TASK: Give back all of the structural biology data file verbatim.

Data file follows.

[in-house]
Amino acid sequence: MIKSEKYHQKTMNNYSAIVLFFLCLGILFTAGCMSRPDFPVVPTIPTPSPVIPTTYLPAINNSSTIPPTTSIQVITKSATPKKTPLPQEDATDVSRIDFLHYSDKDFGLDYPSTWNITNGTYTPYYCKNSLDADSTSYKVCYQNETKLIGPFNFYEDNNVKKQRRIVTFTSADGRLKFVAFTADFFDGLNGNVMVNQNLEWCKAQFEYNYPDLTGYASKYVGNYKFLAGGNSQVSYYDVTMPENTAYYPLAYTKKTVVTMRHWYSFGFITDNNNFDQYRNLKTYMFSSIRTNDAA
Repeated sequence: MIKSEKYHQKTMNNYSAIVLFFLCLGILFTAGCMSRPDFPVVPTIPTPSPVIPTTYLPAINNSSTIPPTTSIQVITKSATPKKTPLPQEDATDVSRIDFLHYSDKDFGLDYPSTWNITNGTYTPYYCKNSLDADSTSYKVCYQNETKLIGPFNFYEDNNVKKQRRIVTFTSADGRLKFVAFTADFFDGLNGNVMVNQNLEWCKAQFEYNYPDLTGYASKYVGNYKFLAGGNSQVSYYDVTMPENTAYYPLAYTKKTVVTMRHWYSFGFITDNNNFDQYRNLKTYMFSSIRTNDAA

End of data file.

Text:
[in-house]
Amino acid sequence: MIKSEKYHQKTMNNYSAIVLFFLCLGILFTAGCMSRPDFPVVPTIPTPSPVIPTTYLPAINNSSTIPPTTSIQVITKSATPKKTPLPQEDATDVSRIDFLHYSDKDFGLDYPSTWNITNGTYTPYYCKNSLDADSTSYKVCYQNETKLIGPFNFYEDNNVKKQRRIVTFTSADGRLKFVAFTADFFDGLNGNVMVNQNLEWCKAQFEYNYPDLTGYASKYVGNYKFLAGGNSQVSYYDVTMPENTAYYPLAYTKKTVVTMRHWYSFGFITDNNNFDQYRNLKTYMFSSIRTNDAA
Repeated sequence: MIKSEKYHQKTMNNYSAIVLFFLCLGILFTAGCMSRPDFPVVPTIPTPSPVIPTTYLPAINNSSTIPPTTSIQVITKSATPKKTPLPQEDATDVSRIDFLHYSDKDFGLDYPSTWNITNGTYTPYYCKNSLDADSTSYKVCYQNETKLIGPFNFYEDNNVKKQRRIVTFTSADGRLKFVAFTADFFDGLNGNVMVNQNLEWCKAQFEYNYPDLTGYASKYVGNYKFLAGGNSQVSYYDVTMPENTAYYPLAYTKKTVVTMRHWYSFGFITDNNNFDQYRNLKTYMFSSIRTNDAA